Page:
Veterinary ophthalmology is a branch of pet medicine that focuses on eye care and ocular disease prevention. Annual pet vision exams evaluate current eye health, measuring tear production, eye pressure, and potential corneal scratches. If more serious issues are detected, such as glaucoma, cataracts, early vision loss, or dry eye problems, they will be addressed and a treatment regimen or referral to a board certified veterinary ophthalmologist will be planned. During treatment planning, all options and recommendations will be thoroughly discussed so we can build an effective and comfortable vision procedure for you and your pet.
Indications of pet eye problems:
Abnormal growth near or on the eye
Behavioral changes, namely a sense of depression
Bumping into objects or seemingly lost in a familiar setting
Discoloration of the iris or pupil
Hazy film over pupil
Increase in discharge from eyes
Pawing and rubbing eyes
Red, swollen eyes
Sensitivity to light or squinting
Preventing and improving pet vision problems
The following tests are performed at routine pet vision exams. Each vision test is cautious of pet comfort and does not cause pain. If serious problems are detected, treatment options, including surgery, will be discussed.
Fluorescein Stain – By inserting drops of a florescent green stain on the eye, the veterinarian will be able to detect secretion from any sores. The bright green stain rests in scratches and on wounds so the veterinarian can easily detect them.
Intraocular Pressure Test – The veterinarian will use an instrument that reads eye pressure and rest it gently on the surface of the eye.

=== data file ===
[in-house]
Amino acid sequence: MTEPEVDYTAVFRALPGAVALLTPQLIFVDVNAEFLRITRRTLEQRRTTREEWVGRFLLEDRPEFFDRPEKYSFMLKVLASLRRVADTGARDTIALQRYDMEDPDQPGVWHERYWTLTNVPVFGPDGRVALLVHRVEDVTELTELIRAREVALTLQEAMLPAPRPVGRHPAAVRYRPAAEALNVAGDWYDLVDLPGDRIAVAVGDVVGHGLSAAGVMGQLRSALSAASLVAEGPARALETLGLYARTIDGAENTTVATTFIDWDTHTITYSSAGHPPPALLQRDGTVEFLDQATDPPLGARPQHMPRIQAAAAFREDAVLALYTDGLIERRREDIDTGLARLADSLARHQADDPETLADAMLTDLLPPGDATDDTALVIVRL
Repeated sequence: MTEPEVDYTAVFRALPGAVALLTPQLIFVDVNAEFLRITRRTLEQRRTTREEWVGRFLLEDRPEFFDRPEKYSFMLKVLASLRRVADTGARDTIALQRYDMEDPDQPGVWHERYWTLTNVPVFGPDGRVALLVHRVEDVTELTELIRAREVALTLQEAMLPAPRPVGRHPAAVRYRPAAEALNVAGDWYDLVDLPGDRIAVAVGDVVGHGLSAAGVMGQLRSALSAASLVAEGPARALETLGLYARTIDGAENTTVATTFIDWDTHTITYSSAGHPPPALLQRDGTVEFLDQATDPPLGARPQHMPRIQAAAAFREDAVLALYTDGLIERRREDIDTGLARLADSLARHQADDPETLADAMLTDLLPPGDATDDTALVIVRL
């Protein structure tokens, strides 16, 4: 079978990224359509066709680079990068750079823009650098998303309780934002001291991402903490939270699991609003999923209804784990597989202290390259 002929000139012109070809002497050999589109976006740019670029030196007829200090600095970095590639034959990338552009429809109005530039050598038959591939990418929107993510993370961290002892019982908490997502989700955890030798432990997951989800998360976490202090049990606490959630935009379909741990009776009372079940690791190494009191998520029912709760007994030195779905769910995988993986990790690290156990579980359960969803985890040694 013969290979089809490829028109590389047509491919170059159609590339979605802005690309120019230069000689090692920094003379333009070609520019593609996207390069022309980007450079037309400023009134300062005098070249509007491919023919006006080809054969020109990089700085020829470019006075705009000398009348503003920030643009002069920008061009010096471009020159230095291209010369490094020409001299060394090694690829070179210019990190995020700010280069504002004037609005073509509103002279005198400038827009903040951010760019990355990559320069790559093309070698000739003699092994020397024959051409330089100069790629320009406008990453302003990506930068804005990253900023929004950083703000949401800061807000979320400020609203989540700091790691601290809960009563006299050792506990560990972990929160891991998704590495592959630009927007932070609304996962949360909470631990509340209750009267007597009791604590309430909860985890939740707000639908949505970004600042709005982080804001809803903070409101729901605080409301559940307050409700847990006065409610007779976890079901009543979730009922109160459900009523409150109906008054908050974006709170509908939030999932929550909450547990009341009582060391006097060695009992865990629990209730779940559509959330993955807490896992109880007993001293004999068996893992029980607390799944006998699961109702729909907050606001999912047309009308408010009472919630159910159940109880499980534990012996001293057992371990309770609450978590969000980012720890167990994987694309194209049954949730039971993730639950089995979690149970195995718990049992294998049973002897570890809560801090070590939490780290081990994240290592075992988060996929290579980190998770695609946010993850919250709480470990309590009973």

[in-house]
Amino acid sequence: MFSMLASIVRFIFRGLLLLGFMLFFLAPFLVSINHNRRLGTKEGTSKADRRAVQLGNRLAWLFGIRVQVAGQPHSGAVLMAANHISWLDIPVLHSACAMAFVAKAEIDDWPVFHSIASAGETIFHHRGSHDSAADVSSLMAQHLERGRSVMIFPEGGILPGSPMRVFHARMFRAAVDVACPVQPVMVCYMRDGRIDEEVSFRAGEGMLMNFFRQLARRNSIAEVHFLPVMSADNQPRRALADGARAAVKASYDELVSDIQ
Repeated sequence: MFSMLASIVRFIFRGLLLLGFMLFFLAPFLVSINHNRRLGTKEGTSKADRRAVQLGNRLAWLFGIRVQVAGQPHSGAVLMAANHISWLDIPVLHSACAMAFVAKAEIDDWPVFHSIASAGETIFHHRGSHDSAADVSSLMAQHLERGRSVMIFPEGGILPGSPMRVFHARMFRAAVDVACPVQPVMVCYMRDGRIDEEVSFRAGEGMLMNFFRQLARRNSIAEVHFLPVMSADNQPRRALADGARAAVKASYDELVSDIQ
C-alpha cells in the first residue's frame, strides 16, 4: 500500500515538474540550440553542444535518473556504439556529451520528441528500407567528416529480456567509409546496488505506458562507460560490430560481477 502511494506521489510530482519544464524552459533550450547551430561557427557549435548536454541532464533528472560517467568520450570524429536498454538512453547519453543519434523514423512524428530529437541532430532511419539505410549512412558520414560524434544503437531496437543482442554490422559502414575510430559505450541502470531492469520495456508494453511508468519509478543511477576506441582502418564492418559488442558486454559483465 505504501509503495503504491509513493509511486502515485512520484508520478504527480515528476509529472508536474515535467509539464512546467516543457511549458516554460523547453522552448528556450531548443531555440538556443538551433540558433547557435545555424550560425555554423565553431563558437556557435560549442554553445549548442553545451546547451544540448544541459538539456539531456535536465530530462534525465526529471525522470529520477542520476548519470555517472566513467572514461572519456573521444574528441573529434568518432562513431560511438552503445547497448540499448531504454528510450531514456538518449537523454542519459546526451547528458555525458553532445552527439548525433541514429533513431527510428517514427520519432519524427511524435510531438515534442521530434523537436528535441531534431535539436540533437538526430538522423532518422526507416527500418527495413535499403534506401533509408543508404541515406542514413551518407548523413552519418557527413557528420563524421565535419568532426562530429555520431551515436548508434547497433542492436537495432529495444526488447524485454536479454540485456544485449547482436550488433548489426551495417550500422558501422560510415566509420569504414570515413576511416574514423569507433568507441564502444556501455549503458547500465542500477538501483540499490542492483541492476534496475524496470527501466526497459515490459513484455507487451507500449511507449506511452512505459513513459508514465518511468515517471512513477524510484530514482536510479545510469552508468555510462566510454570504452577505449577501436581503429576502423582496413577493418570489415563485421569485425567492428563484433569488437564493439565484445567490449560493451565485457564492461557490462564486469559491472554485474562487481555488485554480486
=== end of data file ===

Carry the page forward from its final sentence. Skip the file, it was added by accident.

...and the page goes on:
Schirmer Tear Test – The veterinarian will place a small strip of test paper beneath your pet’s eyelid with the intention of irritating the surface of the eye. This irritation will cause the eye to water, allowing the vet to test the amount of tears produced per minute.
How does pet vision differ from human vision?
Pet vision is vastly different from human eyesight with the primary distinctions being visual acuity and color spectrum. Pets have fewer cones in their retina, limiting the amount of colors they can see. Because of this, pets can only distinguish between yellow, white, blue, violet, and black. Your pet also has a much wider field of vision than humans do, but their acuity is limited to a range of about 20 feet. The final difference is pets have an additional structure in their eye called a tapetum. This tapetum enables pets to have more accurate night vision by gathering light and increasing what is able to be seen.
If you have any questions about veterinary ophthalmology or would like to arrange for a routine pet eye exam, please contact our office to schedule your pet’s appointment.